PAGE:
A nice article about different options at different ages

A long discussion about biking with infants (in the comments)

More on equipment options and risks

I hesitate to post this article, because it’s alarmist, but you may need to counter these arguments if you choose to bike with your baby.
In addition to the above, here are some people who have biked with really small babies.

Note: I am not a doctor, nor any other kind of professional that might help you make this decision.

What I Learned while I was out Shopping by Myself (by bike, of course)

One thing I love about getting places by bike is the time I get to think about things. I recently (okay, it was a few weeks ago) got a chance to run some errands all by myself, which means I really got a chance to think.

The speed of a bike gives a nice chance for people watching. When I crossed the Sammamish River into Redmond, there was a guy with a bike stopped on the bridge. After crossing the bridge I saw a boy on a bike coming slowly up to the bridge, and then a woman with a trailer. I wonder if they are all the same family. Then I saw a woman pushing a pink scooter. If I’d seen her without the scooter, I wouldn’t have expected her to have a scooter, but then I saw (presumably) the rest of her family: a man, a boy on a scooter, and a girl walking. Maybe it’s the girl’s scooter?

A bike is neither fish nor fowl. It’s also neither a car nor a pedestrian. On our streets, we have space for cars (the street) and for people (the sidewalk) but often not for people on bikes. This means that I can ride wherever I feel is best, but it also means awkward transitions from “bike as car” to “bike as pedestrian” and back. I try to signal these clearly, but when I pop off the sidewalk into the street, it perpetuates the perception that bikes are unpredictable.

I actually like these wheel-bender racks at Redmond Town Center. Some people hate them, but I just don’t use the wheel-bender part, and park my bike on the center stand next to it. It fits nicely in the space between wheel and pedal, and I find it works better than anything else around. Even with staples I find myself scooting the bike closer to the rack once it’s on the stand.

 

You need a path from the trail to the store if the store is to be accessible. Most of our trails are old railroad paths, which, by design, go past the backs of buildings and have few road crossings. There are many places where there’s no way from the trail to the building, which is incredibly frustrating, since bike access should be easy. Our doctor (right on the Redmond Central Connector but with a curb in the way) is the biggest offender of our destinations, along with PCC Kirkland. On this trip I found the path into the back of the Ben Franklin Crafts newly repaved. It was full of roots before, but it existed, so we used it. How nice to have a nice new smooth path!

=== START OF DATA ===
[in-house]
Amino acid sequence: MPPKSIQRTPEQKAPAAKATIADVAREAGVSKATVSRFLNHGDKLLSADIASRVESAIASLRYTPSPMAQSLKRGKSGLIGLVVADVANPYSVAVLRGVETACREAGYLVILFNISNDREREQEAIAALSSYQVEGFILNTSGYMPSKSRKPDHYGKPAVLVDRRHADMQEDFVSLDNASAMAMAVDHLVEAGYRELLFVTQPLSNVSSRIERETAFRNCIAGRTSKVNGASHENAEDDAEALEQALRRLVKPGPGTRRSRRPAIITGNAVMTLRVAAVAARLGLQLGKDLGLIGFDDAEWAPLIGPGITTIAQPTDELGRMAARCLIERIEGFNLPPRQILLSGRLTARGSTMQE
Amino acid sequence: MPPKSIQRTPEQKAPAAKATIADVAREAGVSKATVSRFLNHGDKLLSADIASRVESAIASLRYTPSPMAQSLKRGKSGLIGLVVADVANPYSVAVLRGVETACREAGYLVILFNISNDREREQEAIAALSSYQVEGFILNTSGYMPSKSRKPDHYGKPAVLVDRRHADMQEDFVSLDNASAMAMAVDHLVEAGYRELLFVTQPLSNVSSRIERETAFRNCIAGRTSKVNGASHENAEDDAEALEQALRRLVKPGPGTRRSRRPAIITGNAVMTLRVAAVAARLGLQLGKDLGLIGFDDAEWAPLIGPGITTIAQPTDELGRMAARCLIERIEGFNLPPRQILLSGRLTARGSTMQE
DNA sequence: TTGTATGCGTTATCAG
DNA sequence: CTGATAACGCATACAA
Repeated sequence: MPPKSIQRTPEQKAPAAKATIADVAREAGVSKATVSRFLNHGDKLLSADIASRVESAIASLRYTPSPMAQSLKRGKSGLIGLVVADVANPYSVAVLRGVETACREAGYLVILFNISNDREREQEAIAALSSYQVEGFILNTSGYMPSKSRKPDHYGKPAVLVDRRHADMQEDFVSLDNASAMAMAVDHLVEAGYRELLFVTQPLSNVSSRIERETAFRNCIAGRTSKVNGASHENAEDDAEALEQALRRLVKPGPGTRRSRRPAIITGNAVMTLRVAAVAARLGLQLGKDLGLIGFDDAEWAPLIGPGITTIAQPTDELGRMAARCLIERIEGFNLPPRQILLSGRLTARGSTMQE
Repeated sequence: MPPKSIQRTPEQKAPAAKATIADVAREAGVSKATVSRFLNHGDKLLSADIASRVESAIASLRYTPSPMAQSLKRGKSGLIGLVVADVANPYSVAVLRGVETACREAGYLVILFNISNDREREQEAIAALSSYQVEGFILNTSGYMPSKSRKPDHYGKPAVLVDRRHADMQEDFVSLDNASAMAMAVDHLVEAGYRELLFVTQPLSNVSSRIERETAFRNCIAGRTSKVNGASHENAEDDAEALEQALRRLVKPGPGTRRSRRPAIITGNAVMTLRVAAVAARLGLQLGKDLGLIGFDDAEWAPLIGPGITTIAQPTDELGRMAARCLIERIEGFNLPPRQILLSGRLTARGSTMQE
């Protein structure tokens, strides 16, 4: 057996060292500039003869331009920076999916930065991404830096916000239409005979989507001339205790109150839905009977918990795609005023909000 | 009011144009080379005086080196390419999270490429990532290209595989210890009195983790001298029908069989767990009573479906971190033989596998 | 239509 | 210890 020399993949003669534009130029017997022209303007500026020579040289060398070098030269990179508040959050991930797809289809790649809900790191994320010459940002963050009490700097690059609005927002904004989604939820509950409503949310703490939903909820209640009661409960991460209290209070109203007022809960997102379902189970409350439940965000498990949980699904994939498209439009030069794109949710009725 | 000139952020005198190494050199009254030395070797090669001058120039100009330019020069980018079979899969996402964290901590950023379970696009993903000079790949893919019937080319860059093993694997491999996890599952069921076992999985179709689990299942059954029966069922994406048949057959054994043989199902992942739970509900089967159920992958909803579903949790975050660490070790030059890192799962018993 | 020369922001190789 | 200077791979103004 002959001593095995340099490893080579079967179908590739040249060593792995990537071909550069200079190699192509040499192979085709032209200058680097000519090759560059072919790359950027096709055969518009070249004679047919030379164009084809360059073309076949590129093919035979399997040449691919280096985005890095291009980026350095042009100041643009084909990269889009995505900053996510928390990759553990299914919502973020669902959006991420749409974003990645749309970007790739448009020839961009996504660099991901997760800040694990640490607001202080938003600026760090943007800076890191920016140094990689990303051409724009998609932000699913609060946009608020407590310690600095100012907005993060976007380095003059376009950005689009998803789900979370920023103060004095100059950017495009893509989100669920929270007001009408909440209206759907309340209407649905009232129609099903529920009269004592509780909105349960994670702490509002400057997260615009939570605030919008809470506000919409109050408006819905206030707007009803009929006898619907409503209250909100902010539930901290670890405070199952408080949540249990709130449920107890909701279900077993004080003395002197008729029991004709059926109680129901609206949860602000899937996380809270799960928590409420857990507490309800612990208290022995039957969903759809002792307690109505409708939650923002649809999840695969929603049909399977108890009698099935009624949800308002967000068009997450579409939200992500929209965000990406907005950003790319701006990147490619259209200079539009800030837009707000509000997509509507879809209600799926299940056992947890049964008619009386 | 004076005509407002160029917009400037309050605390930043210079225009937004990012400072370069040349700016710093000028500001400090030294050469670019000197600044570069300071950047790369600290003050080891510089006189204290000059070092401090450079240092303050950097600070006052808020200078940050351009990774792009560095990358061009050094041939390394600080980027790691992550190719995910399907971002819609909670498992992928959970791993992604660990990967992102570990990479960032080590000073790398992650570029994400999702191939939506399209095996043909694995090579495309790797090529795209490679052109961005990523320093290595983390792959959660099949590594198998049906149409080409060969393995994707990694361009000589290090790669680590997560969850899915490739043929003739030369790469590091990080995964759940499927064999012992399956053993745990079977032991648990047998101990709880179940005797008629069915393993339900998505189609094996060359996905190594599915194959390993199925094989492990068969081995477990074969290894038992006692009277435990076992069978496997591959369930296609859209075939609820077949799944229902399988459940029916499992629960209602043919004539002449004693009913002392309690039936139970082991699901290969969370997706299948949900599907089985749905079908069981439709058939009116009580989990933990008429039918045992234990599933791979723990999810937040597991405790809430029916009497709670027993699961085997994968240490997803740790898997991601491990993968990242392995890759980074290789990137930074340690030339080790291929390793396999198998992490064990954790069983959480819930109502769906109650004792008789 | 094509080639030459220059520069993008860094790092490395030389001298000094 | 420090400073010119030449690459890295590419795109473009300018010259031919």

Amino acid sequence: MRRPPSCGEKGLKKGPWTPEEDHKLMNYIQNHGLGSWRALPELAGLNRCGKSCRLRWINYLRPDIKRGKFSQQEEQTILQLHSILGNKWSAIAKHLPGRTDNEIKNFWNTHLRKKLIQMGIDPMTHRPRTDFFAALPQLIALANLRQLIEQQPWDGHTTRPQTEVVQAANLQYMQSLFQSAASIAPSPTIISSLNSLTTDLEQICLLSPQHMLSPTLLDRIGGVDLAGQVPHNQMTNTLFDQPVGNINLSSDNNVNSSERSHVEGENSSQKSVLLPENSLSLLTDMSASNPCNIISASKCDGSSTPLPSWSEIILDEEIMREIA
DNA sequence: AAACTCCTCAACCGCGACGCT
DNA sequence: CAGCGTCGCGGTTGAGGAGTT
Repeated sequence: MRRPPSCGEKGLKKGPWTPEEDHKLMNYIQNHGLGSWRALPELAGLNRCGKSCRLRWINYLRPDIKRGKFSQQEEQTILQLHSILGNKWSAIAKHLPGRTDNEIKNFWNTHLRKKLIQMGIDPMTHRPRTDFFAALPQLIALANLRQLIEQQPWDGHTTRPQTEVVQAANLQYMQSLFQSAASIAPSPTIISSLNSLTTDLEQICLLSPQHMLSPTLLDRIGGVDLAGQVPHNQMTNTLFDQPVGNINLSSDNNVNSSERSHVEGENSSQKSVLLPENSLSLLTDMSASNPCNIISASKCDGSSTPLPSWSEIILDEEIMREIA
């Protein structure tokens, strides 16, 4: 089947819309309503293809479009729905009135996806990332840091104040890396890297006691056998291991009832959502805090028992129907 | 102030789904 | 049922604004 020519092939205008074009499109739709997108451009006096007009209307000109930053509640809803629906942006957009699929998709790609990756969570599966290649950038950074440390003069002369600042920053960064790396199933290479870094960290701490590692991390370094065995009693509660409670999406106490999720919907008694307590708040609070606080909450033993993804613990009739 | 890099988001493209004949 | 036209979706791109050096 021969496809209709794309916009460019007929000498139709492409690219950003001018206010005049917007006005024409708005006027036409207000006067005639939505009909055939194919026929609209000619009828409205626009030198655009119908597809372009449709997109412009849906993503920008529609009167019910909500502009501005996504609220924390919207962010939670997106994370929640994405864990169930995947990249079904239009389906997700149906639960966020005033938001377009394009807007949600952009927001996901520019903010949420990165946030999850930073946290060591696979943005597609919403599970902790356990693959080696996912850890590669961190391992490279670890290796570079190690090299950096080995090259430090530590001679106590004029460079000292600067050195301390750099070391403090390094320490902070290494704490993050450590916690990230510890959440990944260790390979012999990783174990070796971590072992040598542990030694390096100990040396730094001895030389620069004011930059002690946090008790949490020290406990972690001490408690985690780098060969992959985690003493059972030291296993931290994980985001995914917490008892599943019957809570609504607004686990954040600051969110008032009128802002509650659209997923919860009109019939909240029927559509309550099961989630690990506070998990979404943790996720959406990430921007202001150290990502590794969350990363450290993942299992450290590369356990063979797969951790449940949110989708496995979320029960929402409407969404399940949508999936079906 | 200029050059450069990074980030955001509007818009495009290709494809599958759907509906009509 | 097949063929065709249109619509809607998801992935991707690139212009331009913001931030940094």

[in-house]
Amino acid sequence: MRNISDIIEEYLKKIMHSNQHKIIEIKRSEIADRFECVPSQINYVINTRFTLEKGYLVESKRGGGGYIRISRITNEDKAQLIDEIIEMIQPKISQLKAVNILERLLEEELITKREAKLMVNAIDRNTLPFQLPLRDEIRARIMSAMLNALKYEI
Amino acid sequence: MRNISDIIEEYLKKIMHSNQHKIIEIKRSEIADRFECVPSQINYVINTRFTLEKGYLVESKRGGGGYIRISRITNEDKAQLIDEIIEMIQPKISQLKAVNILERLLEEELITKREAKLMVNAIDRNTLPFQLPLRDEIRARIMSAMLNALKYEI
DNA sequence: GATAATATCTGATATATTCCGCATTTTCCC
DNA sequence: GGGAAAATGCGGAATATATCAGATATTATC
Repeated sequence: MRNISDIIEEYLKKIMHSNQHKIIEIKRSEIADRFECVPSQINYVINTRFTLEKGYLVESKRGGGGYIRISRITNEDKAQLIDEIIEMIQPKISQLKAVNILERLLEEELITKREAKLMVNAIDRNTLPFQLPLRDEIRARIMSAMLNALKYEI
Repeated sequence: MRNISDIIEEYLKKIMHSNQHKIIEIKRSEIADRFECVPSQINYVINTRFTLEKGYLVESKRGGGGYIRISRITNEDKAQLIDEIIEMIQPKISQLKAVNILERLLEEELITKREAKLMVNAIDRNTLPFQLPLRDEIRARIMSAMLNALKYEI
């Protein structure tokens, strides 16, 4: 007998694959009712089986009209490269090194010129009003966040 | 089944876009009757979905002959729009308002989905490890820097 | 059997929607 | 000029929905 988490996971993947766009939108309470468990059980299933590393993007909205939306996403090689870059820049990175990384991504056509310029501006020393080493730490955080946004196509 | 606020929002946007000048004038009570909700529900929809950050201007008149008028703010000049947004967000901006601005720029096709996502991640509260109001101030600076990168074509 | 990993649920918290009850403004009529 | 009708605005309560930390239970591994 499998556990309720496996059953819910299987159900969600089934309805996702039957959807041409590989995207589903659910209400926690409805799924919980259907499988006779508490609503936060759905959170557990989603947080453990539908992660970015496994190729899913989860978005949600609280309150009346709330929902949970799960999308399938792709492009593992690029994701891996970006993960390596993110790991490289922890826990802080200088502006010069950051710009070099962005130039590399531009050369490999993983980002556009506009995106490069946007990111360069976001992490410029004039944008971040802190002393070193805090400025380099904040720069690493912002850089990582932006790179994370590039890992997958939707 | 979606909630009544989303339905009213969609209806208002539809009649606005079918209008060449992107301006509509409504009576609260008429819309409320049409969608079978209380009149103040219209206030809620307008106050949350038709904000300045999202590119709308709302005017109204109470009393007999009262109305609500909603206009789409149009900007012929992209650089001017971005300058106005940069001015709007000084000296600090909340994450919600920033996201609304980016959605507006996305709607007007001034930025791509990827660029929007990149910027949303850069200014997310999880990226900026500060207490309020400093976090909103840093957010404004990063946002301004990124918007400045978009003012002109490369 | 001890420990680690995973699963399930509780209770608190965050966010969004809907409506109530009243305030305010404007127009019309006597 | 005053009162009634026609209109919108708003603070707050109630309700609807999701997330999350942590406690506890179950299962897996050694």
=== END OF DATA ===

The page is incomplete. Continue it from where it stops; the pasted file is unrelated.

There’s even a nice wide spot for pulling a trailer out into the parking lot!

 

These sling-style bags work really well for me. Yeah, they are open on the end, so if you toss small items in the bag, they can fall out. My favorite water bottle took a tumble on the street early on. But they sure can swallow a bunch of things in bags.

I’ll also note here that I really don’t mind the coathanger-style rack, as long as the end spot is free and there’s plenty of space on both sides of the rack.

 

If you bike as a car, you get car Level of Service. When I left Trader Joe’s, I was in a hurry, so instead of riding back through the parking lot and out to the trail, I took a shortcut on the street for a few blocks. The first thing I had to do was ride through a light, and when I pulled out on the street I could see the pedestrian signal counting down. If I’d been riding as a pedestrian, it would not have been legal for me to enter the intersection, and I would have had to wait an entire light cycle. But I was on the street as a car, and I made it through the light with plenty of time to spare.

Without a front seat, I can reach the basket. And then I can do things while waiting at these interminable lights like take pictures of the intersection. This is West Lake Sammamish Parkway/Leary Way/SR-520, and it’s a mess.